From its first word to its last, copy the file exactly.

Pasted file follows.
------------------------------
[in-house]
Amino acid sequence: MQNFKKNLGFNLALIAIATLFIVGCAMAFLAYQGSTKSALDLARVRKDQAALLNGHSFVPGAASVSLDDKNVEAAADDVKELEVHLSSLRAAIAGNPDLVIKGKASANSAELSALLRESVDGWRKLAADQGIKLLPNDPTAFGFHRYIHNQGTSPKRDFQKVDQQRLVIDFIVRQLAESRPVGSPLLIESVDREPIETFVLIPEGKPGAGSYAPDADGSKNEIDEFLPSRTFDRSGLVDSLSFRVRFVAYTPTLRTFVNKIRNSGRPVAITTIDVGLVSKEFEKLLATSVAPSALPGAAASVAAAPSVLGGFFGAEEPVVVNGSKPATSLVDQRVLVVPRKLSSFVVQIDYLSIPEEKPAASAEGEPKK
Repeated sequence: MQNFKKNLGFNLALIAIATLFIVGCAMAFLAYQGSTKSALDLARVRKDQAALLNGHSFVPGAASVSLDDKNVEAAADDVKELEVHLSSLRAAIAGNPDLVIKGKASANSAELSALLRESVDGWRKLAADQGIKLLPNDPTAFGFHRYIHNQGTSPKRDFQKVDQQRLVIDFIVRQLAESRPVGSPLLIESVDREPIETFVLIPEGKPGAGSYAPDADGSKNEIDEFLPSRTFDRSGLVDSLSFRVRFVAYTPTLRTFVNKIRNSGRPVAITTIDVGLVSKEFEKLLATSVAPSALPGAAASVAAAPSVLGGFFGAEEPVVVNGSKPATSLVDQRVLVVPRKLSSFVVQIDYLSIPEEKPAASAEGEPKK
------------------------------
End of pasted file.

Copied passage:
[in-house]
Amino acid sequence: MQNFKKNLGFNLALIAIATLFIVGCAMAFLAYQGSTKSALDLARVRKDQAALLNGHSFVPGAASVSLDDKNVEAAADDVKELEVHLSSLRAAIAGNPDLVIKGKASANSAELSALLRESVDGWRKLAADQGIKLLPNDPTAFGFHRYIHNQGTSPKRDFQKVDQQRLVIDFIVRQLAESRPVGSPLLIESVDREPIETFVLIPEGKPGAGSYAPDADGSKNEIDEFLPSRTFDRSGLVDSLSFRVRFVAYTPTLRTFVNKIRNSGRPVAITTIDVGLVSKEFEKLLATSVAPSALPGAAASVAAAPSVLGGFFGAEEPVVVNGSKPATSLVDQRVLVVPRKLSSFVVQIDYLSIPEEKPAASAEGEPKK
Repeated sequence: MQNFKKNLGFNLALIAIATLFIVGCAMAFLAYQGSTKSALDLARVRKDQAALLNGHSFVPGAASVSLDDKNVEAAADDVKELEVHLSSLRAAIAGNPDLVIKGKASANSAELSALLRESVDGWRKLAADQGIKLLPNDPTAFGFHRYIHNQGTSPKRDFQKVDQQRLVIDFIVRQLAESRPVGSPLLIESVDREPIETFVLIPEGKPGAGSYAPDADGSKNEIDEFLPSRTFDRSGLVDSLSFRVRFVAYTPTLRTFVNKIRNSGRPVAITTIDVGLVSKEFEKLLATSVAPSALPGAAASVAAAPSVLGGFFGAEEPVVVNGSKPATSLVDQRVLVVPRKLSSFVVQIDYLSIPEEKPAASAEGEPKK